Sydney-based Point Hacks reader Bevan Smith is an avid traveller and well-versed frequent flyer.
He has just returned from a seven-week holiday to Europe, Japan and Hong Kong, and used only 280,000 Qantas Points + under $1,100 AUD in taxes and fees to fly Business Class the whole way (Note: Qantas RTW in Business Class will increase to 318,000 from 18 September 2019 onwards).
Bevan wanted to share how he got hold of the points in the first place, how he booked the flights, and what he thought of some of the flights and lounges.
We will take a look at how he maximised value from his oneworld Classic Flight Reward redemption through Qantas Frequent Flyer with the aim to help you plan your next overseas trip.
Why do I use points?
My partner and I love to travel. This is the fifth oneworld Classic Flight Reward redemption I have used over the past ten years, but is the first time I have used points for Business Class all the way.
I like using the oneworld Classic Flight Reward because:
- It is the most effective use of points for me
- We see places we might not go to otherwise, e.g. Iceland, Norway for the northern lights and Russia
I could not afford to travel so extensively and so frequently unless I used points. The retail value of my itinerary runs at over $21,000 plus taxes per person, and this is where Qantas’ oneworld Classic Flight Reward comes in handy, allowing you to mix and match oneworld airlines across multi-stop itineraries.
Accumulating the points
My friends constantly ask ‘How do you do this?’, generally with a tone of disbelief. The answer is: ‘easy, but…’
I operate a small business, so have the huge benefit of paying tax using a credit card (including the GST I collect on behalf of the Australian Tax Office). This is gradually getting more difficult as the card providers continue to wind back from paying points on government transactions.
In the future, I will redeem Cathay Pacific Asia Miles to secure itineraries like this, as it works out cheaper.
I also picked up a big credit card sign-up bonus by upgrading my David Jones American Express card to an American Express Platinum Card. The latter is, along with the Business version of the card, the only American Express card that allows you to transfer your American Express Membership Rewards points to Qantas Points.
Like George Clooney says in Up in The Air, ‘I don’t spend a cent unless it profits my frequent flyer account.’
How I booked my oneworld Classic Flight Reward
Bevan teaches us that it takes a lot of planning, patience and practice to book your dream trip.
Planning, planning and more planning
It takes a lot of planning to research routes and flights. The oneworld Where We Fly interactive map is a great tool for inspiration.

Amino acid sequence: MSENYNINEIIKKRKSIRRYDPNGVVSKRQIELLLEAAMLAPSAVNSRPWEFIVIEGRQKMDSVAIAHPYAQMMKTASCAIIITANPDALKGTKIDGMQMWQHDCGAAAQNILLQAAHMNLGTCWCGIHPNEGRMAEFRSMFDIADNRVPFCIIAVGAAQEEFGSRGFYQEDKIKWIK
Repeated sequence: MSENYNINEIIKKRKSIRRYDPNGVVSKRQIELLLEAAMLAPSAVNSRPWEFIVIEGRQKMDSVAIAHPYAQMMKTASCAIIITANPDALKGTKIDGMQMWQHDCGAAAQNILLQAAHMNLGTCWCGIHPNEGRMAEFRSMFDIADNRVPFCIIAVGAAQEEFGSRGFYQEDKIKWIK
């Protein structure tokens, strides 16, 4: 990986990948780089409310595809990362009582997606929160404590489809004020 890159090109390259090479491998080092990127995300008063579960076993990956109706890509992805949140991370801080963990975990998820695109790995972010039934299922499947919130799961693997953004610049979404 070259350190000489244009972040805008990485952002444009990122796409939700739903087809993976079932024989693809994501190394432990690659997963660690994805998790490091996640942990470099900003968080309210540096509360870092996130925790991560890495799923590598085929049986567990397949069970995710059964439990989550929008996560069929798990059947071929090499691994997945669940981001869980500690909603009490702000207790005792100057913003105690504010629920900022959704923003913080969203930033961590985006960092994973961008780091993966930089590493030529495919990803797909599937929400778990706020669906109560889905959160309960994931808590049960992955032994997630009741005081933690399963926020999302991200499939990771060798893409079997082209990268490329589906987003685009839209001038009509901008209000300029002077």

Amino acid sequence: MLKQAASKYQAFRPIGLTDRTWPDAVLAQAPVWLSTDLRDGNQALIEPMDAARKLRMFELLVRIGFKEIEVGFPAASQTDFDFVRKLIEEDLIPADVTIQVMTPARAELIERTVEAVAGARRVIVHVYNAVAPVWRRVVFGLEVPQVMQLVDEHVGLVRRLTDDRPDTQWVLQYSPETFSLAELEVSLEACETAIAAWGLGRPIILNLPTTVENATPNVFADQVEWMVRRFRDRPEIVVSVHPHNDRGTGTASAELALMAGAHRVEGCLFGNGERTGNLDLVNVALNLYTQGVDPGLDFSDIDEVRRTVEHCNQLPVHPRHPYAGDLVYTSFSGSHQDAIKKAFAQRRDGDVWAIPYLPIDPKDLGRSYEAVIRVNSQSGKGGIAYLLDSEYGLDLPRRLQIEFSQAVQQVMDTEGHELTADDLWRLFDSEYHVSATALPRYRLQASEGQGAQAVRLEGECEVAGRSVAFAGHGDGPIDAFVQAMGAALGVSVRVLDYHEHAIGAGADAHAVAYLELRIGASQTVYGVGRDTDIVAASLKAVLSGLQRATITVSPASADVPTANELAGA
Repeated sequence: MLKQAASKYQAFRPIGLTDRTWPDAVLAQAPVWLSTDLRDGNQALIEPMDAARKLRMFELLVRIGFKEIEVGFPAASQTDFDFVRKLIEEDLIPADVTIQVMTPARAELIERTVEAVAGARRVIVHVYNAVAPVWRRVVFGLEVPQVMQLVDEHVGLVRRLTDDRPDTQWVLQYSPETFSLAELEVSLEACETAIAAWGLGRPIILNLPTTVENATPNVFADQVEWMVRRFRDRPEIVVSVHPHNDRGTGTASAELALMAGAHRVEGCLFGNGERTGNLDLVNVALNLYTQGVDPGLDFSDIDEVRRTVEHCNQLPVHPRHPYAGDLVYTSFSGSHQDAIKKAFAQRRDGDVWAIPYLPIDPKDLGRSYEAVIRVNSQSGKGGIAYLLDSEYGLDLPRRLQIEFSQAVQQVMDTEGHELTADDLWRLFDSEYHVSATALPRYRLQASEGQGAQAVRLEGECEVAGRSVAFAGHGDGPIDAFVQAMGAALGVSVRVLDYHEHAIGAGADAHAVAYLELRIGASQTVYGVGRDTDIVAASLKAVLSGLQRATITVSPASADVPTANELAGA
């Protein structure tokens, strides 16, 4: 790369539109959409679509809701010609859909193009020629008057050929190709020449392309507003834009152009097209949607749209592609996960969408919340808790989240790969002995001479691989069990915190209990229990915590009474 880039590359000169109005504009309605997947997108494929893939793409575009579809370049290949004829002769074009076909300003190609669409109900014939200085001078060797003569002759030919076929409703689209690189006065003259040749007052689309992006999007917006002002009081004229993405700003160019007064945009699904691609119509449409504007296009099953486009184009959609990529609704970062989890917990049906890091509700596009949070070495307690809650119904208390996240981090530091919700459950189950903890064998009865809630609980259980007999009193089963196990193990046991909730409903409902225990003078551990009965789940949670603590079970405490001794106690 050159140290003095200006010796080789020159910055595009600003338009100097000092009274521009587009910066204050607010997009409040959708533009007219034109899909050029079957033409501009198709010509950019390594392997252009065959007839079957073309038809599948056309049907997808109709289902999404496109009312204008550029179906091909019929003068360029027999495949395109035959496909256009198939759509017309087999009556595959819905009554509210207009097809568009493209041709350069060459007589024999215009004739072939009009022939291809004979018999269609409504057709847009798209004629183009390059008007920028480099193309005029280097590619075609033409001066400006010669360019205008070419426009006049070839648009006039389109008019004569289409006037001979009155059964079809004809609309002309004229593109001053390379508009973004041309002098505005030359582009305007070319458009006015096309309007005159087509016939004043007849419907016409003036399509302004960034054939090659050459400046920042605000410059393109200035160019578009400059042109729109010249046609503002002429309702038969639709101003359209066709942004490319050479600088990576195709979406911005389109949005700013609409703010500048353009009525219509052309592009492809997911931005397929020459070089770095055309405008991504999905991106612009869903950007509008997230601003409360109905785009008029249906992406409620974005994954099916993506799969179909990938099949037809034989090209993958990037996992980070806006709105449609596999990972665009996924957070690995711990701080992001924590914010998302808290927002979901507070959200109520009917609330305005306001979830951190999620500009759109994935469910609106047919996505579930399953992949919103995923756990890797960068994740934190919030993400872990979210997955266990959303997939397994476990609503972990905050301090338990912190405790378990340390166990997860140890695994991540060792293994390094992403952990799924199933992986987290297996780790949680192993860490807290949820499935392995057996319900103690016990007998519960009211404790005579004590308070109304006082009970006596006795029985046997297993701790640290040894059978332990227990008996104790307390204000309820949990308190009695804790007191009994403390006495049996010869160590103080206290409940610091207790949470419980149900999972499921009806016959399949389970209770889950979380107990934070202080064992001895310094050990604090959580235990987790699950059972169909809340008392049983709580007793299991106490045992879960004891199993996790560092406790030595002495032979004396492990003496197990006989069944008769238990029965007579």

I plan in excess of twelve months before the next trip. I realise not every traveller wants everything so tightly organised, or is willing to plan so far in advance. However, this is the trade-off for flying with points, especially at the pointy end of the plane.
Usually, the most award availability opens just under a year out from departure, or in the 1-2 weeks just before a flight.
Know the product
To make the most of your itinerary, ensure you know the rules of redeeming a oneworld Classic Flight Reward, including understanding stopovers (over 24 hours) compared to transfers (under 24 hours), surface sectors, mileage thresholds and direction of travel.
For example, it is a common misconception that you have to travel in one direction when using this reward. In reality, you can travel in any direction you like provided you use the right combination of airlines and comply with the maximum stops, transfers and surface sector rules. That’s what I did.
Here is how my itinerary complied with this particular award’s conditions:
- Less than 35,000 miles: Great Circle Mapper calculates this itinerary as 26,537 miles, well within the range. Note: booking this itinerary using Cathay Pacific Asia Miles would have saved me 90,000 points – I know where all my American Express Membership Rewards points are going from now on!
- Five stopovers (over 24 hours): Osaka, Zurich, Reykjavik, London (second time) and Hong Kong
- Transfers (less than 24 hours): Hong Kong, Helsinki and London (first time), permitted because I departed each city within 24 hours of arriving
- Two surface sectors: Zurich to Gothenburg, and London to Barcelona
- At least two oneworld alliance airlines other than Qantas: Cathay Pacific, Finnair and British Airways. Note: I could have flown from Sydney to Hong Kong on Cathay Pacific and avoided Qantas completely, which is permitted under this award
When travelling to or from Europe on oneworld airlines like Cathay Pacific and Japan Airlines, there is more seat availability via Hong Kong and Japan.